Anderson, Jeremiah Goldsmith

Life Span
Full name
Jeremiah Goldsmith Anderson
Place of Birth
Birth Date Certainty
Death Date Certainty
Sectional choice
Free State
John Anderson (father), Jacob Westfall (maternal grandfather)
Farmer or Planter
Relation to Slavery
White non-slaveholder
Other Affiliations
Abolitionists (Anti-Slavery Society)
US military (Pre-Civil War)

Jeremiah Goldsmith Anderson (Villard, 1910)

Jeremiah Goldsmith Anderson was born April 17, 1833, in Indiana, and was therefore in his twenty-seventh year when killed at Harper's Ferry. He was the son of John Anderson, and was the grandson of slaveholders; his maternal grandfather, Colonel Jacob Westfall, of Tygert Valley, Virginia, was a soldier in the Revolutionary War; he went to school at Galesburg, Illinois, and Kossuth, Iowa; was a peddler, farmer, and employee of a saw-mill, before emigrating to Kansas in August, 1857, where he settled on the Little Osage, Bourbon County, a mile from Fort Bain. He was twice arrested by proslaveryites, and for ten weeks imprisoned at Fort Scott; he then became a lieutenant of Captain Montgomery, and was with him in the attack on Captain Anderson's troop of the First U. S. Cavalry. He also witnessed the murder on his own doorstep of a Mr. Denton by Border Ruffians. He was with John Brown on the slave raid into Missouri, and thereafter followed Brown's fortunes. Writing July 5, 1859, of his determination to continue to fight for freedom, he said: "Millions of fellow-beings require it of us; their cries for help go out to the universe daily and hourly. Whose duty is it to help them? Is it yours? Is it mine? It is every man's, but how few there are to help. But there are a few who dare to answer this call, and dare to answer it in a manner that will make this land of liberty and equality shake to the centre."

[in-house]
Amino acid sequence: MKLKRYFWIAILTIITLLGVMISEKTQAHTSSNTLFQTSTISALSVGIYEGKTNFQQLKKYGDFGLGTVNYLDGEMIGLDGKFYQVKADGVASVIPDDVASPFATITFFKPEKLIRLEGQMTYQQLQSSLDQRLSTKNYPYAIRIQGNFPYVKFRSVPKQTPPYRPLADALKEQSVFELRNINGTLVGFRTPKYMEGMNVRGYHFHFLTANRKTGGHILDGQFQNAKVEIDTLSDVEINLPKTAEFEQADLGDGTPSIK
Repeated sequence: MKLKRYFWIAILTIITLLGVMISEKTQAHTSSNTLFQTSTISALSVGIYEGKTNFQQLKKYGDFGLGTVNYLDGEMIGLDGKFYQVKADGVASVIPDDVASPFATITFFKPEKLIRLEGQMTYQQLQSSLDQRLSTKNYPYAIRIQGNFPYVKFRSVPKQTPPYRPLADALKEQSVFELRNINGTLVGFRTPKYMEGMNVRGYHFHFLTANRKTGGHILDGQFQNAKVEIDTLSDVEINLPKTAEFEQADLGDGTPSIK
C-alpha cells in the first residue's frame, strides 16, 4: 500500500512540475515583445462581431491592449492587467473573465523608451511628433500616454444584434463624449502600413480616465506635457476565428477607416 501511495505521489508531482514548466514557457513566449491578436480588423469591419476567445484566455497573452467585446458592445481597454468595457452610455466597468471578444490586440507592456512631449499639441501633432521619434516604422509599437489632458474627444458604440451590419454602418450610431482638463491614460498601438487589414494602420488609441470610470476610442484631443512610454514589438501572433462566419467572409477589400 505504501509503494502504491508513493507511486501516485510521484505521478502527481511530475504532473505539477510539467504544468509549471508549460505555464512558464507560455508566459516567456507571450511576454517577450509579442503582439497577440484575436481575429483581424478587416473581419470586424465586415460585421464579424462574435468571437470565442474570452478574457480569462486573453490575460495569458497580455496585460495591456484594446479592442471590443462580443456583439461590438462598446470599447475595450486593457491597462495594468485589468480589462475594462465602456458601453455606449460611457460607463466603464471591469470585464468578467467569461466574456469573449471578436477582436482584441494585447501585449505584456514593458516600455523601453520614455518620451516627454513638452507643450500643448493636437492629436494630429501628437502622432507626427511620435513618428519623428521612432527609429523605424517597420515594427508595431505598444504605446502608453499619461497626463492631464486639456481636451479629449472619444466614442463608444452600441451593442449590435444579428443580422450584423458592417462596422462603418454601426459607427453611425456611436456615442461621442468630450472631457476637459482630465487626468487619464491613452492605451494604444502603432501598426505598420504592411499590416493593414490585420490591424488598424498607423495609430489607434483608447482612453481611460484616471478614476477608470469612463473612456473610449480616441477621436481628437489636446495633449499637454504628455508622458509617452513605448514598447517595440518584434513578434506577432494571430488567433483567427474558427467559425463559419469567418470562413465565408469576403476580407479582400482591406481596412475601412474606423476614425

Oswald Garrison Villard, John Brown, 1800-1859: A Biography Fifty Years After (Boston: Houghton Mifflin Company, 1910), 681-82.
How to Cite This Page: "Anderson, Jeremiah Goldsmith," House Divided: The Civil War Research Engine at Dickinson College,